If you would like to watch such a tournament, you also have the chance to follow the PDC Q-School via the DartConnect live stream - or via the official PDC streaming channel .
How does the ranking at the PDC Qualifying School work and who receives a tour card?
Now we come to another important point that will interest many players. How does the ranking work and who currently receives a tour card?
Important for this paragraph: we are limiting ourselves here to which players receive a tour card through Q-School. A few tour tickets are also given to other players outside of Q-School. However, this will not be the focus of this article.
There is a separate Order of Merit for the entire PDC Q-School. In this game, each player gets one point for winning a match. Now we have to look ahead briefly. Some time ago the PDC Q-School was divided into the area in Great Britain and the area in the rest of Europe. However, the starting places or tour cards are distributed differently:
- UK Qualifying Tour: Winner and finalist
- European Qualifying Tour: Winner
The remaining tour cards will ultimately be awarded based on the further Order of Merit of the Q-School tournaments. This means that 12 tour cards will initially be awarded to winners and finalists through the tournaments - the rest according to the Order of Merit.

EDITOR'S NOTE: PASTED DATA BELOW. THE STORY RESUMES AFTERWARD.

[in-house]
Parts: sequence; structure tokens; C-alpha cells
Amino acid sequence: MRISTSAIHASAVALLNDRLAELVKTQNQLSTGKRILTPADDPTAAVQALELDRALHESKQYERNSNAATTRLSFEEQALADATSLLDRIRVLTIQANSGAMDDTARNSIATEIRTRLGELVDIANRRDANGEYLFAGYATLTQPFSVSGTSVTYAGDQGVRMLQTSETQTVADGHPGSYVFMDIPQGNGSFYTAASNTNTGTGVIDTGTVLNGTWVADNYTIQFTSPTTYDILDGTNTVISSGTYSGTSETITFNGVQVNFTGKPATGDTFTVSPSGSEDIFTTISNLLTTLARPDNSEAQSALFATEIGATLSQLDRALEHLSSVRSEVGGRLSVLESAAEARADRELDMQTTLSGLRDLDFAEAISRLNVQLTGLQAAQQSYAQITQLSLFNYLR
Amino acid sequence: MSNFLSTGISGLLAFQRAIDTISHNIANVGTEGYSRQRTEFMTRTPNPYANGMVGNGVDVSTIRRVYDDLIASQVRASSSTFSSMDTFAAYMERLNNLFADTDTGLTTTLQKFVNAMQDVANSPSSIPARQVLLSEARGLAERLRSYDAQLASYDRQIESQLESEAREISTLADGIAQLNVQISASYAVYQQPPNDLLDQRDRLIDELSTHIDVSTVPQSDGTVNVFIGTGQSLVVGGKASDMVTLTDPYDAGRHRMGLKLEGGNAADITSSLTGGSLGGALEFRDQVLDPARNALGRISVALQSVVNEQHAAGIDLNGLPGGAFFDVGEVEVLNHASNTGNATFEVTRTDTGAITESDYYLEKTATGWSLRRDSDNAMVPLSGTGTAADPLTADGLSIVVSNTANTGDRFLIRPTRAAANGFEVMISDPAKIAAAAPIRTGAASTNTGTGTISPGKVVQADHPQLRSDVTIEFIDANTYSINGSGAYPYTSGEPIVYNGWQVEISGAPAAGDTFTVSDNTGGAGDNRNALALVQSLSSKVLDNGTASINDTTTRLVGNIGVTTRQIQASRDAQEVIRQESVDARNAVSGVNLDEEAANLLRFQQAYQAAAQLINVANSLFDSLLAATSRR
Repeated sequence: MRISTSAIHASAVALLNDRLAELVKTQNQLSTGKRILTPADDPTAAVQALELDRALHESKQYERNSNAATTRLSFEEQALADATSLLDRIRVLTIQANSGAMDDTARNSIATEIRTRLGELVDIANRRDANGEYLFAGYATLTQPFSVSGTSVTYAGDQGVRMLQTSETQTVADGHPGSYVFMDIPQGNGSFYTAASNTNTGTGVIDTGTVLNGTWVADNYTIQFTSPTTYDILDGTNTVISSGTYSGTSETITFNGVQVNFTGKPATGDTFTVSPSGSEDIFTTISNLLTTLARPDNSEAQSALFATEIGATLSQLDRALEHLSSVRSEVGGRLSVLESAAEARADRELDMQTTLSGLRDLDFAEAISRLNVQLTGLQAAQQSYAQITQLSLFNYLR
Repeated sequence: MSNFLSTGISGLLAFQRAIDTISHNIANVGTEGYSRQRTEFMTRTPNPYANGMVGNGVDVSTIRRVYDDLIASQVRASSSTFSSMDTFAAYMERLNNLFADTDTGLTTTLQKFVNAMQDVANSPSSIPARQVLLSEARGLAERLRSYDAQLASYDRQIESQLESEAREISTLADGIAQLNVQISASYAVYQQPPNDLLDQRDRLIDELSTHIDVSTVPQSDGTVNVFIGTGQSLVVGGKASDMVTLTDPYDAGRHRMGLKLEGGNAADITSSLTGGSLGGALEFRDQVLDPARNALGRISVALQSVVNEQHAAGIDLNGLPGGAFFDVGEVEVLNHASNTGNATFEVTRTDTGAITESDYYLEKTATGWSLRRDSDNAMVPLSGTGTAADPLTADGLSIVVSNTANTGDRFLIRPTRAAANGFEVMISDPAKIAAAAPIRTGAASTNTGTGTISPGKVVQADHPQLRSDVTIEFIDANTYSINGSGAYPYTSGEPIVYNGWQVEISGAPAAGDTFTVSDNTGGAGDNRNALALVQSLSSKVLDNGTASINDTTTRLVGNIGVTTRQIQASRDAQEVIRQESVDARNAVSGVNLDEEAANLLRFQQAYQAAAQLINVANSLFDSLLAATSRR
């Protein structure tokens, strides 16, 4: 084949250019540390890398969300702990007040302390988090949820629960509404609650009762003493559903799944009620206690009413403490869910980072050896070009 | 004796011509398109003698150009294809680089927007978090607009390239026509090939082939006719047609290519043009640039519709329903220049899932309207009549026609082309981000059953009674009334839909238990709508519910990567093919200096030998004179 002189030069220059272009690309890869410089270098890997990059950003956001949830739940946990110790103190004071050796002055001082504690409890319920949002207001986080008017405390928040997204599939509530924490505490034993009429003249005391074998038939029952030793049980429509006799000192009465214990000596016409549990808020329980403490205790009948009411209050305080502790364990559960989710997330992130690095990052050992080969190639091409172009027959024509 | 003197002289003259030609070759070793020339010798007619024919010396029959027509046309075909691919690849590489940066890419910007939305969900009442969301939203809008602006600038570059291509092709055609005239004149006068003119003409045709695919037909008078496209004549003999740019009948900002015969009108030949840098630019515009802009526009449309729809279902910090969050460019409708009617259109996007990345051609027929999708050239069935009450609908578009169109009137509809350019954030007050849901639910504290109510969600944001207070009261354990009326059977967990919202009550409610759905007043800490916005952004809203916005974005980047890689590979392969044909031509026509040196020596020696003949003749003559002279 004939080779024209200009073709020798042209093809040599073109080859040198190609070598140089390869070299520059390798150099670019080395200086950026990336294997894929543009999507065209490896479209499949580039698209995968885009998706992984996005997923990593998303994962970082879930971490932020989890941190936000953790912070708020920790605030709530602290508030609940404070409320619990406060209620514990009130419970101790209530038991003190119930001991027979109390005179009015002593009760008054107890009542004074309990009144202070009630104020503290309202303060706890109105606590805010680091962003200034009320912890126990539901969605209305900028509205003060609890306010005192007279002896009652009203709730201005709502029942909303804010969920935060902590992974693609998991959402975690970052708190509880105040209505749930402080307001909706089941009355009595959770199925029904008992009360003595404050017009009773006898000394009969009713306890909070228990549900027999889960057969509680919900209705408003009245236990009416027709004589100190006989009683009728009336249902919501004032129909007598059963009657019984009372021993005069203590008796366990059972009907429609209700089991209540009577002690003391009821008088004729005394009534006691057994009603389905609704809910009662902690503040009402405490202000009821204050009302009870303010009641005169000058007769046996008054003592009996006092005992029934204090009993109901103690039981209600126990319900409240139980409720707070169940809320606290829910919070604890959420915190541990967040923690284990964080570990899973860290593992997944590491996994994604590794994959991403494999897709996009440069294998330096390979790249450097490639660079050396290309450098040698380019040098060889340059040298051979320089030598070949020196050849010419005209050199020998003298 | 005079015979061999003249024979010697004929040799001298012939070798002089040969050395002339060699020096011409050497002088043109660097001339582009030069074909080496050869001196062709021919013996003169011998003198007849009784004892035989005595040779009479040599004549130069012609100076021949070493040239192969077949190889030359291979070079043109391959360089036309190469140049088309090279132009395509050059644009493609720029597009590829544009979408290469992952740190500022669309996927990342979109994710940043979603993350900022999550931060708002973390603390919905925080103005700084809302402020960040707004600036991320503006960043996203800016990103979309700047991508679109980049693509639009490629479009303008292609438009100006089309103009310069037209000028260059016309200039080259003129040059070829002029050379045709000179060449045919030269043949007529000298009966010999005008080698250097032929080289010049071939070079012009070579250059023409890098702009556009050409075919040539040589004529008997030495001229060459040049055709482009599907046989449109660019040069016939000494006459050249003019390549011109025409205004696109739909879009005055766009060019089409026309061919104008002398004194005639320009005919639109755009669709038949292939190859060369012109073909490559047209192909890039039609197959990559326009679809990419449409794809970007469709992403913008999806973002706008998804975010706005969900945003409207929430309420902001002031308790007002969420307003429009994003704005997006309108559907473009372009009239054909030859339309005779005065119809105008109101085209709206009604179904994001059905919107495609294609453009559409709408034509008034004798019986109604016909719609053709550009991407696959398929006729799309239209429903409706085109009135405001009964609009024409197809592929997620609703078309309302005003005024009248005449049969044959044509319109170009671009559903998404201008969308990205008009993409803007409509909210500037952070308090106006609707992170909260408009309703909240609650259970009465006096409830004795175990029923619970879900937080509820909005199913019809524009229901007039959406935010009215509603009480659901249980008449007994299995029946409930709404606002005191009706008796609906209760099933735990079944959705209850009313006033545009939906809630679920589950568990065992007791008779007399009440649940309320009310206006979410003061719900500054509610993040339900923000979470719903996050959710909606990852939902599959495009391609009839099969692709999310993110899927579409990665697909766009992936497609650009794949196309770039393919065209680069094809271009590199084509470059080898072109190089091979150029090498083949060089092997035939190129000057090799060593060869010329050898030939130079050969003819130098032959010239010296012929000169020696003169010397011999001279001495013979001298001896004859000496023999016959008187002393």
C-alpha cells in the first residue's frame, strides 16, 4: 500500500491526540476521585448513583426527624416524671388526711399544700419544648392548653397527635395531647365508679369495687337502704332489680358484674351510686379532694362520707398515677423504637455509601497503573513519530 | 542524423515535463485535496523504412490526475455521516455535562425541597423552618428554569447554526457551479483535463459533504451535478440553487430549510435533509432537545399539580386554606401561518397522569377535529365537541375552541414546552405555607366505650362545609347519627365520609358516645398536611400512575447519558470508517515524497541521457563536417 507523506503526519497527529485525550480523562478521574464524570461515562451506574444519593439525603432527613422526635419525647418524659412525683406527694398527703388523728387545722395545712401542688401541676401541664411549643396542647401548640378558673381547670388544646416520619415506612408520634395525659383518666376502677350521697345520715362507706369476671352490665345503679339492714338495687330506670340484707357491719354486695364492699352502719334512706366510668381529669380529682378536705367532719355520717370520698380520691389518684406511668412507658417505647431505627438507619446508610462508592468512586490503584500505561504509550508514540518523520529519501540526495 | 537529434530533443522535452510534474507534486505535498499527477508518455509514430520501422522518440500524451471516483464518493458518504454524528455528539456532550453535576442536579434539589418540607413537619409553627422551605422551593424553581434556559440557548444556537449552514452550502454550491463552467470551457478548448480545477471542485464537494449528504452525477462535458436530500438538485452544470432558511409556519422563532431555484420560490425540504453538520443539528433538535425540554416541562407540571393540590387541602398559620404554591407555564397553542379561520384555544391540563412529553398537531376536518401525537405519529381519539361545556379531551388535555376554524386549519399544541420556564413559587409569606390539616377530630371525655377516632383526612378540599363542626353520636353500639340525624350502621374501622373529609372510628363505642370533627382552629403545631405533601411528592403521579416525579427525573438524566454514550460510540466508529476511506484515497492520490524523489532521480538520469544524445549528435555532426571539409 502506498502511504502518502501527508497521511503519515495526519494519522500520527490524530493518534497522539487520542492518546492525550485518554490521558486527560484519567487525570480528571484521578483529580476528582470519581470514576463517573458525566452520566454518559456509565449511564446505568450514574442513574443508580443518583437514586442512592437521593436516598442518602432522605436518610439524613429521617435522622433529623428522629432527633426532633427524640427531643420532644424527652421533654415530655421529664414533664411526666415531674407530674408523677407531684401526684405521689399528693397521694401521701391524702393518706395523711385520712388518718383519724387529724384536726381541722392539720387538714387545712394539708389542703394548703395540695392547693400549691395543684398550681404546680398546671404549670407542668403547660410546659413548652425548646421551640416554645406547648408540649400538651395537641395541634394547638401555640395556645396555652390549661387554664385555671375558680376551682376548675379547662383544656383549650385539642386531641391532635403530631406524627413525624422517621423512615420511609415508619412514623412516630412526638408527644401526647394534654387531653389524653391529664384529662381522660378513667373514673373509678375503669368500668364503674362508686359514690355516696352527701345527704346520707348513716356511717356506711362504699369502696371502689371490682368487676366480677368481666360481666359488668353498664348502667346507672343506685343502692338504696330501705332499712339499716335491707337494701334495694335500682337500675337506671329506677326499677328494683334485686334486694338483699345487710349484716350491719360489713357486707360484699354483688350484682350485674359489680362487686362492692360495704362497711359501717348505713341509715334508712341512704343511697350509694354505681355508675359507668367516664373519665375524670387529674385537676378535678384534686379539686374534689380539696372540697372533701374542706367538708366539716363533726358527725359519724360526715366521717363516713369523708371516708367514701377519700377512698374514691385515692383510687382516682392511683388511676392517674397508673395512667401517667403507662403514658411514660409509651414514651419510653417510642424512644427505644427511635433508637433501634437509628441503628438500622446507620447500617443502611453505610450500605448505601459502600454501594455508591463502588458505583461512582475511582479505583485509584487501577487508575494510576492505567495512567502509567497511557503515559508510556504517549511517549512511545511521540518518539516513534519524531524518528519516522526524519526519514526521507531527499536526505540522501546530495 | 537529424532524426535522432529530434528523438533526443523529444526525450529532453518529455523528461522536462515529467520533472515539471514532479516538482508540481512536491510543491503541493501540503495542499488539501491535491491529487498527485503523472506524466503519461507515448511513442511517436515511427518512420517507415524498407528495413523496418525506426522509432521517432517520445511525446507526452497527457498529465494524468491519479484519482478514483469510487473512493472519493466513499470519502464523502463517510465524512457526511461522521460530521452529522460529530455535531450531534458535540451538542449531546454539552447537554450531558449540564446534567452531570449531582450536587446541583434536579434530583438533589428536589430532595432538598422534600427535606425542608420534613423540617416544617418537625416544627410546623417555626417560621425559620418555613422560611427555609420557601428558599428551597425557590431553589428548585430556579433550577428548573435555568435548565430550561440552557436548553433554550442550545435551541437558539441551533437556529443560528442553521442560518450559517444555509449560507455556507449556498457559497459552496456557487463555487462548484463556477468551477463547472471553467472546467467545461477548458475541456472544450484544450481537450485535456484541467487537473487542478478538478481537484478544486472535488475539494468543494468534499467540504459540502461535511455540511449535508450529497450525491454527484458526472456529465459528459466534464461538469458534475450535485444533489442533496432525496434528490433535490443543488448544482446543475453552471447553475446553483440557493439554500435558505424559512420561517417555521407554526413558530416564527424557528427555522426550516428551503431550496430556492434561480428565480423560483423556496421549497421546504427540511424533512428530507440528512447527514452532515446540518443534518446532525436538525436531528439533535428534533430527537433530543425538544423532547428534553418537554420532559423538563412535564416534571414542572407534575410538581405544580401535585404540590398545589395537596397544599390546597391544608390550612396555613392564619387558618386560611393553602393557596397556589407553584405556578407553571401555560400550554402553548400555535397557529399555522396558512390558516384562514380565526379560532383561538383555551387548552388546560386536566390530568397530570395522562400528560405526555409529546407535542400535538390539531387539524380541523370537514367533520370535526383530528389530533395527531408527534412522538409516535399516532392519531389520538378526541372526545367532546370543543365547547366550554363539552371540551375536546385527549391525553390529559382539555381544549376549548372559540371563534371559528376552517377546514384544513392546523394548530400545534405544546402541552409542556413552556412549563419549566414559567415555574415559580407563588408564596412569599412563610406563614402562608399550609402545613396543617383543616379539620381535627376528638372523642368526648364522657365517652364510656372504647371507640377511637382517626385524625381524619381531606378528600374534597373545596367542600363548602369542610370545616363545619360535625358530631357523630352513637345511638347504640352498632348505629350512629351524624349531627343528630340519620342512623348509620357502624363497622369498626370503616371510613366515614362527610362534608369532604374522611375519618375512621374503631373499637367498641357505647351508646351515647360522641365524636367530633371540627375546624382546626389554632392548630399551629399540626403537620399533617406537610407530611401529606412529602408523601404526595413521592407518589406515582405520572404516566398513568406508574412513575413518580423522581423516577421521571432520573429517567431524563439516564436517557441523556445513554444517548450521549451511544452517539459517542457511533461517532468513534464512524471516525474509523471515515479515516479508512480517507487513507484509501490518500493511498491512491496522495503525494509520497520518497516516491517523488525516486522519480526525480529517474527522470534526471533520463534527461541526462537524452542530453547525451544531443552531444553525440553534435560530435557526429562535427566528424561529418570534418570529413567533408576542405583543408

What are the differences between the European Qualifying Tour and the UK Q School?
Now we have already touched on the changes since 2018 between the UK Q-School and the European Qualifying School. The reason for this is as follows: in order to avoid long journeys, the PDC has decided to set up two locations. One location in Great Britain for the large number of players in the UK and one location in Hildesheim in Germany for the remaining European countries.
- Participants UK-Q-School: All players from Great Britain, Gibraltar, Northern Ireland, Ireland
- Participants European-Q-School: All players from the remaining European countries
However, players outside of Europe can of course also take part in the tournaments. They can ultimately choose which PDC Q-School they would like to take part in.
In total, over 600 players competed at the tournaments in Wigan and Hildesheim each year to win one of the coveted tour cards, which are valid for two years.
German players at the PDC Q-School – winners and statistics
The level has risen extremely in recent years. Players who play an average below a constant 80 points actually have almost no chance of securing one of the coveted tour cards.
In order to get an impression of the level at which the Pro Tour players are already active, we have created a small overview of the most important statistics of the Q-School. And this clearly shows that there are already semi-professionals at work here who still have significant potential for improvement if they develop strongly:
- 9-Darter : Six nine-darters in Q-School history
- German winners 2020: Steffen Stiepmann (on day 4 in Hildesheim)
- Required average for a tour card: at least 85 over four tournament days
- Winner of the entire Q-School 2020: Dirk van Duijvenbode (with 100 legs won and 18 wins)